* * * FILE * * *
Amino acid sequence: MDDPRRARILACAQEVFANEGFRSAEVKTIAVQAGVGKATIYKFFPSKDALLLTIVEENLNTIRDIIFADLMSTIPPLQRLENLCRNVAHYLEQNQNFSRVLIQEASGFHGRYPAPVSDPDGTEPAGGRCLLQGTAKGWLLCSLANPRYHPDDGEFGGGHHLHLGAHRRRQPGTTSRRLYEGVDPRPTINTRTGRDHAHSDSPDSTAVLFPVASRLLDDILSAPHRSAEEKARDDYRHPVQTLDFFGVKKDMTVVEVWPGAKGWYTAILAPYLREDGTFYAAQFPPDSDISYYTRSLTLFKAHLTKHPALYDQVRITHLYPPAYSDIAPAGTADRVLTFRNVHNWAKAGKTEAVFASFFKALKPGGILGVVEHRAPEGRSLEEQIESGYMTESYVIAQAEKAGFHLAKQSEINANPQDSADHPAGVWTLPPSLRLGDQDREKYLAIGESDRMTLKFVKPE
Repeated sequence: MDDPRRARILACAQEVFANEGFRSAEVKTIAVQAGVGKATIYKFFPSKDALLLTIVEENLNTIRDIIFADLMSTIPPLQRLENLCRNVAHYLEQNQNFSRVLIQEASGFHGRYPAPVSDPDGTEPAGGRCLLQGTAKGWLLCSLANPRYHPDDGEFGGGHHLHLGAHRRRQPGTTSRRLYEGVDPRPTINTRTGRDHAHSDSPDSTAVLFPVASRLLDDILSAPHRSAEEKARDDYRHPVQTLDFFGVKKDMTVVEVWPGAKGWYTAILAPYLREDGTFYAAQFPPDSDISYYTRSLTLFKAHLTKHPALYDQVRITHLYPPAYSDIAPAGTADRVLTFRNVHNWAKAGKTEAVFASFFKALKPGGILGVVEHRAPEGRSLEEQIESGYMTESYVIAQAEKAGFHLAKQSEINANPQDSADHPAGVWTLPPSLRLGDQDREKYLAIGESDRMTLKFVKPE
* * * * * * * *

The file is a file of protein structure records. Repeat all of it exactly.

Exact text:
Amino acid sequence: MDDPRRARILACAQEVFANEGFRSAEVKTIAVQAGVGKATIYKFFPSKDALLLTIVEENLNTIRDIIFADLMSTIPPLQRLENLCRNVAHYLEQNQNFSRVLIQEASGFHGRYPAPVSDPDGTEPAGGRCLLQGTAKGWLLCSLANPRYHPDDGEFGGGHHLHLGAHRRRQPGTTSRRLYEGVDPRPTINTRTGRDHAHSDSPDSTAVLFPVASRLLDDILSAPHRSAEEKARDDYRHPVQTLDFFGVKKDMTVVEVWPGAKGWYTAILAPYLREDGTFYAAQFPPDSDISYYTRSLTLFKAHLTKHPALYDQVRITHLYPPAYSDIAPAGTADRVLTFRNVHNWAKAGKTEAVFASFFKALKPGGILGVVEHRAPEGRSLEEQIESGYMTESYVIAQAEKAGFHLAKQSEINANPQDSADHPAGVWTLPPSLRLGDQDREKYLAIGESDRMTLKFVKPE
Repeated sequence: MDDPRRARILACAQEVFANEGFRSAEVKTIAVQAGVGKATIYKFFPSKDALLLTIVEENLNTIRDIIFADLMSTIPPLQRLENLCRNVAHYLEQNQNFSRVLIQEASGFHGRYPAPVSDPDGTEPAGGRCLLQGTAKGWLLCSLANPRYHPDDGEFGGGHHLHLGAHRRRQPGTTSRRLYEGVDPRPTINTRTGRDHAHSDSPDSTAVLFPVASRLLDDILSAPHRSAEEKARDDYRHPVQTLDFFGVKKDMTVVEVWPGAKGWYTAILAPYLREDGTFYAAQFPPDSDISYYTRSLTLFKAHLTKHPALYDQVRITHLYPPAYSDIAPAGTADRVLTFRNVHNWAKAGKTEAVFASFFKALKPGGILGVVEHRAPEGRSLEEQIESGYMTESYVIAQAEKAGFHLAKQSEINANPQDSADHPAGVWTLPPSLRLGDQDREKYLAIGESDRMTLKFVKPE